City lights

What you need for this tutorial
– Tripod and DxO ONE Stand accessory (tripod adapter)
To progress
– Fast U3 card for 4-8s intervals in RAW
– DxO ONE Optical Adapter accessory and high-density ND filter
Settings used in this tutorial
– 2 to 4s interval, 15 min duration, output in JPEG or video only (too fast for RAW)
– Auto-ramping actived
– M mode, exposure time > 0.5s, adapt aperture accordingly.
– Manual ISO 100
– Manual focus on the subject



Digital cameras, along with the time-lapse technique, have allowed us in recent years to see cities in many different ways, particularly the speed and dynamism of their infinite movement.
Further, technology now lets us photograph with very little light and still obtain clear and noise-free images. In this tutorial, we will discuss the main rules to follow to obtain top-notch time lapses of cities.


Before shooting

As in any other scene, the first thing you should do is choose the right spot to take your shot. It is important that you have a good perspective from which to see the movement of cars and people.

The scene is usually more dramatic when our position is high off the ground, as moving away from our subjects makes our composition more interesting by accentuating the amplitude and generating slower movements, since cars would otherwise pass by too fast. In addition, we avoid having vehicle lights hit our camera directly and thus generate unwanted flicker.


Exposure setup

Correctly choosing the shutter speed and the aperture is very important in city time-lapses because these factors not only serve to control the light that arrives on the sensor, but they are responsible for the amount of motion blur and depth of field, both essential characteristics in these scenes.

The shutter speed is perhaps the key element in city time-lapses. If we choose a very quick one, we will freeze the movement and the time-lapse will not be fluid.
So I recommend a shutter speed of at least 0.5s, with 1 to 3s also being valid values, depending on the movement in the scene.
If we are photographing at night, we will not have a problem attaining these speeds—just closing the aperture a little will be enough to achieve 1s, but during the day, the situation becomes more complicated.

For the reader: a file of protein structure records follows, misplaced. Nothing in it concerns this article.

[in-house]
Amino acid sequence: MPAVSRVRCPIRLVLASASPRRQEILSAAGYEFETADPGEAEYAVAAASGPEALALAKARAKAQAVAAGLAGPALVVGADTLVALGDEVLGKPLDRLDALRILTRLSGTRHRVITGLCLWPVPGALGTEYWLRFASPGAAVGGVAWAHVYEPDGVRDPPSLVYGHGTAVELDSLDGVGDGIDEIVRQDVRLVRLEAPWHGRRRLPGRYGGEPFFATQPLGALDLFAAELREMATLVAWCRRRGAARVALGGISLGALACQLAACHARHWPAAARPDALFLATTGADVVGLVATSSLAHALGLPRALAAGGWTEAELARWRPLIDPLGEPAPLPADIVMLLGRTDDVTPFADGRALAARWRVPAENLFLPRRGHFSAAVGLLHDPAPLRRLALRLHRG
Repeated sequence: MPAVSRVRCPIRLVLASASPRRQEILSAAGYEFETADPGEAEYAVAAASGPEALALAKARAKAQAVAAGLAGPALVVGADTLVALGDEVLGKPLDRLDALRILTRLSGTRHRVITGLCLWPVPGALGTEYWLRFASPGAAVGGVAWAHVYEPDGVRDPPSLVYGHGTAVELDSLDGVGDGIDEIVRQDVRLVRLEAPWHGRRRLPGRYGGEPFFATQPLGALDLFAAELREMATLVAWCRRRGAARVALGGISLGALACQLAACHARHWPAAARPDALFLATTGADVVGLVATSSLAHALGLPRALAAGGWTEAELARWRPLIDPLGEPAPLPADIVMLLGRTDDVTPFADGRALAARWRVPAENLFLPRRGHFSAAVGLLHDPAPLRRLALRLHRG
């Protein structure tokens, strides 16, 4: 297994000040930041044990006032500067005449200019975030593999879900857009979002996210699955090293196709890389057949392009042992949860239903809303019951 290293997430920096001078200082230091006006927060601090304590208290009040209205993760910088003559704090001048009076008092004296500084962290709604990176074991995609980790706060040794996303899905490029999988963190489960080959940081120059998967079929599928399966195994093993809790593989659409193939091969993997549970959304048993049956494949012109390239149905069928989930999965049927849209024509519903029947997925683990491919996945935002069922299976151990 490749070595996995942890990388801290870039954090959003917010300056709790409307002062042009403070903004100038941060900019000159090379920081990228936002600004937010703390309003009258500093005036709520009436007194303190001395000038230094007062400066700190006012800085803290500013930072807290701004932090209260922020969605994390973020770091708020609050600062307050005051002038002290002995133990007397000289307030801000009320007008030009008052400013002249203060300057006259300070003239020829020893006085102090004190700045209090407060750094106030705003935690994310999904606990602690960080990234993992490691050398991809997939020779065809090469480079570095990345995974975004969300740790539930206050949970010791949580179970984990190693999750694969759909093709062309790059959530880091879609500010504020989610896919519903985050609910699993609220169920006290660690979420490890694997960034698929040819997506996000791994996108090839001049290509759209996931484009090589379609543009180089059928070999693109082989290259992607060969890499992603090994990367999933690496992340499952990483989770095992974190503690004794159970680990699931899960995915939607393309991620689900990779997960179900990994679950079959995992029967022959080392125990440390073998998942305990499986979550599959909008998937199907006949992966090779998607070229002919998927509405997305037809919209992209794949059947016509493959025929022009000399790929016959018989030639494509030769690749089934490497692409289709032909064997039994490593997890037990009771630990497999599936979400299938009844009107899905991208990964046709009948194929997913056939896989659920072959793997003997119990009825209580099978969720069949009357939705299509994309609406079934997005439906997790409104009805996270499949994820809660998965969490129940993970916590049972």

Even closing the diaphragm to ƒ/11 will not be enough to reach the right shutter speeds, and it will generate diffraction “stars” around bright lights. For this reason, we absolutely must use neutral density (“ND”) filters. The most useful filters are 0.9 and 1.2, which are equivalent to between 3 and 5 stops.


Interval setup

If you are not new to the time-lapse technique, you know this rule, but if you are new, burn it in your memory: the higher the speed of the scene, the shorter the interval you have to select.
This is why, when we capture scenes in cities, we choose the shortest interval possible, because cities are where we find the fastest movement of all — cars and people. The ideal is to choose an interval of 1s, so that the final movement of the city is as fluid and smooth as possible.
But unfortunately, most cameras today are unable to capture high-resolution images at that rate on a continuous burst, because the buffers fill up before the camera is able to write to the card. This means we must choose the shortest interval that allows us to maintain a continuous cadence.
In the case of the DxO ONE, this is 1 photo every 4 seconds with RAW output on a fast-class 10 U3 card. (This said, we can always shoot in .jpg format if we need a shorter interval.)


Evaluating results

Evaluating the resulting time-lapse is always the best way to learn, and thanks to the DxO ONE’s generation of the video immediately after the shoot, evaluation is easier and more comfortable than ever.

If you have chosen a long shutter speed as advised, you will obtain a clip with a good motion blur. If you selected a small aperture, the images will be clear and have good depth of field. And if the interval you chose was short enough, the movement will be continuous and flicker-free. But if the result is not what you want, take advantage of being in a city where the movement never stops, and simply repeat the shot using short intervals and capture durations.

Enrique Pacheco
Travel cinematographer
& time-lapse specialist